The habitat should be spot cleaned daily by removing old food and spoiled substrate. The entire habitat should be cleaned with mild dish soap every 2-4 weeks. The toilet chamber has an important role in maintaining the olfactory identity of the colony, so it should not be excessively cleaned.
Since the animals naturally work a lot, it is suggested to give them some task. For example put the food into different chambers, blocking the tubes with potato, giving wood or paper tubes to chew, etc.
In captivity their diet consists of sweet potato, potato, yam (as base diet), and fruits (banana, raisins, peach, apple), vegetables (carrots, peas), corn. They like potatoes too. They are fed with balls made from ProNutro powder in many zoos. Water should never be given to mole rats.
The naked mole rats can be sexed by holding the animals upside down by the base of the tail and looking between the two orifices for the presence or absence of a horizontal red line. The presence of this line indicates a female; unfortunately it cannot be seen clearly at some young specimens.
After birth it is suggested to provide the most possible calm for the animals for about 4 weeks. During this time work with the exhibit should be reduced to changing food only. The animals can control the group number, if it is too high (related to the area), they start to kill and eat the babies, and bring up few of them only. Although they become mature at the age of one, I experienced that they only started to breed at about the age of two or three. Good queens have babies about every 80 days.
The animals should be caught at the base of tail. They usually don’t bite – at least I have not experienced it yet. Never separate an animal from the rest of the group for more than few minutes, unless you want to found a new colony. Having lost their odour they may be attacked by other group members.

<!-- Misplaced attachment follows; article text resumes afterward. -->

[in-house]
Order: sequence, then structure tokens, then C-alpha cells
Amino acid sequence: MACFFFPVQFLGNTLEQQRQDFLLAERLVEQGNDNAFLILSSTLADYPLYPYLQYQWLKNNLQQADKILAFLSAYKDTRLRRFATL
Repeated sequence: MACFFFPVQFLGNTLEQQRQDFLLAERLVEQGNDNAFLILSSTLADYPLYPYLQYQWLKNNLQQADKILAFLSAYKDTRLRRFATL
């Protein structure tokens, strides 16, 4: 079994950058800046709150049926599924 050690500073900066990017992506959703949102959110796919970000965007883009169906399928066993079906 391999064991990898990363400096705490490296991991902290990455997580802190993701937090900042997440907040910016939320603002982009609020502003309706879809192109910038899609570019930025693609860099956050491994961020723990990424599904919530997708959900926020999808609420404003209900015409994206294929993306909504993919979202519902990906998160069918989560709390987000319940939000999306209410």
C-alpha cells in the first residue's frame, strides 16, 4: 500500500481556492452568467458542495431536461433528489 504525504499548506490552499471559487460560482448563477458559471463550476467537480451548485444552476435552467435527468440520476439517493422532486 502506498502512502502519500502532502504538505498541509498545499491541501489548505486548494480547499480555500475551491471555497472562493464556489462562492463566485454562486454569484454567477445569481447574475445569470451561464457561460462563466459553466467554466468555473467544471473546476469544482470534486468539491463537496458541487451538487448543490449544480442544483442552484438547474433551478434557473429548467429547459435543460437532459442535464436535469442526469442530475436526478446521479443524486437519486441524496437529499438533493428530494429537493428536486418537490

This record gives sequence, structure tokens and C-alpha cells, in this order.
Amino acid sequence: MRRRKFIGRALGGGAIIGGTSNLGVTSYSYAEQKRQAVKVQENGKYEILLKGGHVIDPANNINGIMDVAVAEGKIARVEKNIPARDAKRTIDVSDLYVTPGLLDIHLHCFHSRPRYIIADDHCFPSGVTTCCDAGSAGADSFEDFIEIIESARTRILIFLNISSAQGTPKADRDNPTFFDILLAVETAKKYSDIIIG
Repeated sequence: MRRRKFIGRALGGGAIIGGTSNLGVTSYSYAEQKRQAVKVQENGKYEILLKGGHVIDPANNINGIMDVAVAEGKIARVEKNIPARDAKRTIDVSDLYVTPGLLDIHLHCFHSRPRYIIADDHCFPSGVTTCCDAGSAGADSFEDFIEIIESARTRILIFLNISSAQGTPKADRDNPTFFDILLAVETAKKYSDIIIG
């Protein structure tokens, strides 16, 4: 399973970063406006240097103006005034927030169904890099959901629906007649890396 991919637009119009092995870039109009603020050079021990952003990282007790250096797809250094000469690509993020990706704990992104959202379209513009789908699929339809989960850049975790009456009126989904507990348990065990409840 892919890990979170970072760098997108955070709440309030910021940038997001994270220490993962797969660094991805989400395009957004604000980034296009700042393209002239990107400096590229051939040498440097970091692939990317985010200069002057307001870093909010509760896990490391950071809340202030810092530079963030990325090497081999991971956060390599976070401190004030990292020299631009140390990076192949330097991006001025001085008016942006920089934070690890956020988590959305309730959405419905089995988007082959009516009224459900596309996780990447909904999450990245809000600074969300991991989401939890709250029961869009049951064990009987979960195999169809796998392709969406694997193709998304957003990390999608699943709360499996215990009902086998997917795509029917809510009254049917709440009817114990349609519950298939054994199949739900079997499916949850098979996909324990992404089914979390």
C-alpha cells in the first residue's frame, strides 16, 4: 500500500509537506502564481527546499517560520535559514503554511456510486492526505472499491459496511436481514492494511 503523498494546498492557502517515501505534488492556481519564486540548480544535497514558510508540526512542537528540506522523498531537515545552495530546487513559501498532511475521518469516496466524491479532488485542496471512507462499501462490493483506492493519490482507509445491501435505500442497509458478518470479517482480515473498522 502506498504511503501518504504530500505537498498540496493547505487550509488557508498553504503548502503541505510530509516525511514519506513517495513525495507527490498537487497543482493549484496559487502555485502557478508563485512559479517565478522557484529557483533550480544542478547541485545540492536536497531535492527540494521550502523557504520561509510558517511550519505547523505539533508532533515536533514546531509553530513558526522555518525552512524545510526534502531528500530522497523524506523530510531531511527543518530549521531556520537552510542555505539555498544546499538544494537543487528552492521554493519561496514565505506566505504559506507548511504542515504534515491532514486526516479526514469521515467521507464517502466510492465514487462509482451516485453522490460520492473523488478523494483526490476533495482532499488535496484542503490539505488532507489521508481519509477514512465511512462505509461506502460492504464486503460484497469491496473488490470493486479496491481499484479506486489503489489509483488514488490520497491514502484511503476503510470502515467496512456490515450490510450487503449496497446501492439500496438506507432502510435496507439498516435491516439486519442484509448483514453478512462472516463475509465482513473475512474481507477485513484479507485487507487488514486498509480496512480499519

For introducing new animals to a colony they should get the odour of the receiving group. The material of the toilet chamber can be used for this purpose. Spending one hour in a separated chamber filled with this material is usually enough. This method is successful when introducing young animals to each other; fighting is short and not very serious – according to the guideline. My experience was not that clear. First we introduced two young females to a male – there were not any problems, only some light fighting, but after 1-2 hours they calmed down. Later they began to breed but after that the subordinate female died. However, in the other case, introducing new males to the queen’s group (three young males to two old females) was much more problematic. After one week and some battles under our supervision the results seemed to be promising, but in the third week a serious war broke out. Finally, the old queen and the largest new male remained in the group and they still have not started to breed for years now.
So, finally, we can answer the question in the title: not as difficult as it is believed. If you are interested in a wonder of the animal kingdom, I suggest you try keeping this species, you will enjoy it very much, and the visitors will, too.
The videos and photos were taken in Szeged Zoo, Hungary